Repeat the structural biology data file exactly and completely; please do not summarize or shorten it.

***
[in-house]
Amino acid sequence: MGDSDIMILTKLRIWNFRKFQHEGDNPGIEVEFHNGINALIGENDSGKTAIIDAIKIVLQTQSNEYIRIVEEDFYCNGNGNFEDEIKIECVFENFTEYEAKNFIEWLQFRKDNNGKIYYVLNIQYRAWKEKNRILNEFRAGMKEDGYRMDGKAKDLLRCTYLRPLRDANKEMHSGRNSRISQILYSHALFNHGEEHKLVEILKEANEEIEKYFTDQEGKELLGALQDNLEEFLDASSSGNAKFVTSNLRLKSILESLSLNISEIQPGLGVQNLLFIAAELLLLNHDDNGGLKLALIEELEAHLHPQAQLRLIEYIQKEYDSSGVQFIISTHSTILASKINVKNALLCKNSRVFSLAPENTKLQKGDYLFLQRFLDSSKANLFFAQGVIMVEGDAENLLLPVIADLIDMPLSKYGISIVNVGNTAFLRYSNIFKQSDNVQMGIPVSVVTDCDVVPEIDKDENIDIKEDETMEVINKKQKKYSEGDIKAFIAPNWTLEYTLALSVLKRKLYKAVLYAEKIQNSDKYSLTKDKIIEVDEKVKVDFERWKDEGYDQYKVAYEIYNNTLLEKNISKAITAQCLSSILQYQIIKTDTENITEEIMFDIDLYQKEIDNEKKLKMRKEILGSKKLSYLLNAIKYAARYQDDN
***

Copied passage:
[in-house]
Amino acid sequence: MGDSDIMILTKLRIWNFRKFQHEGDNPGIEVEFHNGINALIGENDSGKTAIIDAIKIVLQTQSNEYIRIVEEDFYCNGNGNFEDEIKIECVFENFTEYEAKNFIEWLQFRKDNNGKIYYVLNIQYRAWKEKNRILNEFRAGMKEDGYRMDGKAKDLLRCTYLRPLRDANKEMHSGRNSRISQILYSHALFNHGEEHKLVEILKEANEEIEKYFTDQEGKELLGALQDNLEEFLDASSSGNAKFVTSNLRLKSILESLSLNISEIQPGLGVQNLLFIAAELLLLNHDDNGGLKLALIEELEAHLHPQAQLRLIEYIQKEYDSSGVQFIISTHSTILASKINVKNALLCKNSRVFSLAPENTKLQKGDYLFLQRFLDSSKANLFFAQGVIMVEGDAENLLLPVIADLIDMPLSKYGISIVNVGNTAFLRYSNIFKQSDNVQMGIPVSVVTDCDVVPEIDKDENIDIKEDETMEVINKKQKKYSEGDIKAFIAPNWTLEYTLALSVLKRKLYKAVLYAEKIQNSDKYSLTKDKIIEVDEKVKVDFERWKDEGYDQYKVAYEIYNNTLLEKNISKAITAQCLSSILQYQIIKTDTENITEEIMFDIDLYQKEIDNEKKLKMRKEILGSKKLSYLLNAIKYAARYQDDN